For people who aren’t able to travel or just don’t want to, watching television is a way for them to see what it’s like in locations both simple and exotic. But how authentic are these depictions?
I wondered this while my brother-in-law’s parents were in town, visiting from Switzerland. This wasn’t their first trip to the U.S., but the things they wanted to do were typical of a tourist. One of the places they wanted to visit was Hollywood, where they could see the Walk of Fame, Grauman’s Chinese Theater, etc.
Hollywood on television seems glitzy, glamorous and exciting. In reality, it’s dirty, sketchy and kind of gross. I am honestly terrified of some of the people who dress up like characters and bully you into taking pictures with them – for a price. It was their vacation, though, and they wanted to see it, so my sister obliged. We did gently warn them beforehand that it wasn’t going to be quite what they expected.
Growing up, for our family vacations we always seemed to go to the same places. Because I’m from Southern California, a lot of the time we would go on short local getaways, to San Diego or Palm Springs or Santa Barbara. Beyond that, we’d go to the Toronto area every August to visit family and Sedona, Arizona in October to visit my great aunt and uncle. I knew what to expect because I’d been to those places a billion times.
I thought I knew what to expect when I went to New York City for the first time. It was 2004, I had just turned 20, and we were going to be there for a long weekend. I watched Friends, Seinfeld, Sex and the City, all those shows, so I was going to be totally prepared for what I saw!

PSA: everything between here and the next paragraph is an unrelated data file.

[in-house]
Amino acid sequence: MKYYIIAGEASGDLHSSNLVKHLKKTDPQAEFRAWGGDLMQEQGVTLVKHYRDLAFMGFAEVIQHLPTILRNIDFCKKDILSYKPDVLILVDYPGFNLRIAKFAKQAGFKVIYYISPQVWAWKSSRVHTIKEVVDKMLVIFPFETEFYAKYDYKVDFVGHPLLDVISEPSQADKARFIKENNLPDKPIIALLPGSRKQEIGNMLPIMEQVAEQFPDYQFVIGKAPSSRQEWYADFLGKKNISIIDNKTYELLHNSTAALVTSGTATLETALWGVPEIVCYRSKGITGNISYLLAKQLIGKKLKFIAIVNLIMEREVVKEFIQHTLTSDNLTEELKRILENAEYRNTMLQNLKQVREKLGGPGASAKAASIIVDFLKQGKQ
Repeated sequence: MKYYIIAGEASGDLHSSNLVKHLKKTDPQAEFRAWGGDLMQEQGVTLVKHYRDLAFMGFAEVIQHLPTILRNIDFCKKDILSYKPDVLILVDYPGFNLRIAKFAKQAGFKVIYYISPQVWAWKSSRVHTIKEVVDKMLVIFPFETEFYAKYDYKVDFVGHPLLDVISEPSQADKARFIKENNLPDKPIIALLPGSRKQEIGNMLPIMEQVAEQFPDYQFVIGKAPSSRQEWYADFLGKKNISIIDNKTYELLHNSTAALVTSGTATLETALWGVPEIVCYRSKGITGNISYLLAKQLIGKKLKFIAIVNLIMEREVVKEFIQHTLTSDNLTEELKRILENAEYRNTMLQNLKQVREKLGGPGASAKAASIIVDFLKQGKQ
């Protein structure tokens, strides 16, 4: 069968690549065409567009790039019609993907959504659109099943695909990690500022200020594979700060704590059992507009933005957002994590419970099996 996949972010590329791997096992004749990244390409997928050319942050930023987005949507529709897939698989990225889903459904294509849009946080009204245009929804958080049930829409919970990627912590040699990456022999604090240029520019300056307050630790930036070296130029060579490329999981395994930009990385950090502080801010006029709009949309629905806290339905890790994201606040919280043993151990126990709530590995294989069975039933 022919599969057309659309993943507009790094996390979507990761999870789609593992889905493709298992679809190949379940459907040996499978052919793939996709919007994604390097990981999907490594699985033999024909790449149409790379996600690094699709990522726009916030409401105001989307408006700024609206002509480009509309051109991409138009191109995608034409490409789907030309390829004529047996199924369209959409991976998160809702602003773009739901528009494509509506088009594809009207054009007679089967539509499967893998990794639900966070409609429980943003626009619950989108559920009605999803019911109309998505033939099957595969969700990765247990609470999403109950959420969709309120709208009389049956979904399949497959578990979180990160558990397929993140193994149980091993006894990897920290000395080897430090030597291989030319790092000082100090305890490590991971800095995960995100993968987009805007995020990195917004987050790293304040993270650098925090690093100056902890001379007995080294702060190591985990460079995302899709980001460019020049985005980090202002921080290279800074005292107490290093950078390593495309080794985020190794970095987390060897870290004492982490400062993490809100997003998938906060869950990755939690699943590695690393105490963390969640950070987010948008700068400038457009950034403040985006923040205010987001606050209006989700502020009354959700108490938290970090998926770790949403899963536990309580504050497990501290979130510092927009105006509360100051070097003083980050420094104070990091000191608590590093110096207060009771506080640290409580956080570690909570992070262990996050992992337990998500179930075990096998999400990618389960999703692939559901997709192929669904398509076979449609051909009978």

Not quite. Obviously I was aware that the landscape was filled with skyscrapers, but I wasn’t ready for how claustrophobic I felt walking down the streets, surrounded by these massive buildings. I didn’t know how weird I would feel on the subway, trapped underground in a dingy car hurtling through hundred-year-old tunnels. I also wasn’t ready for the extremely high prices for everything.
I didn’t really go to NYC expecting my visit to be like an episode of Seinfeld, but it did feel a lot different from what I had witnessed on television and in movies. Because television reaches so many people, these depictions can really alter how people look at things. I know that throngs of young women moved to the city with the hopes that they would be the next Carrie Bradshaw, which freaks me out because she’s a fictional character from a fictional show. What made them think that they could emulate such a fanciful life?
So tell me, who was shocked to find L.A. was nothing like Beverly Hills, 90210? Who went to Connecticut and thought Gilmore Girls portrayed the state accurately? I’m interested in hearing if your expectations came true or fell short.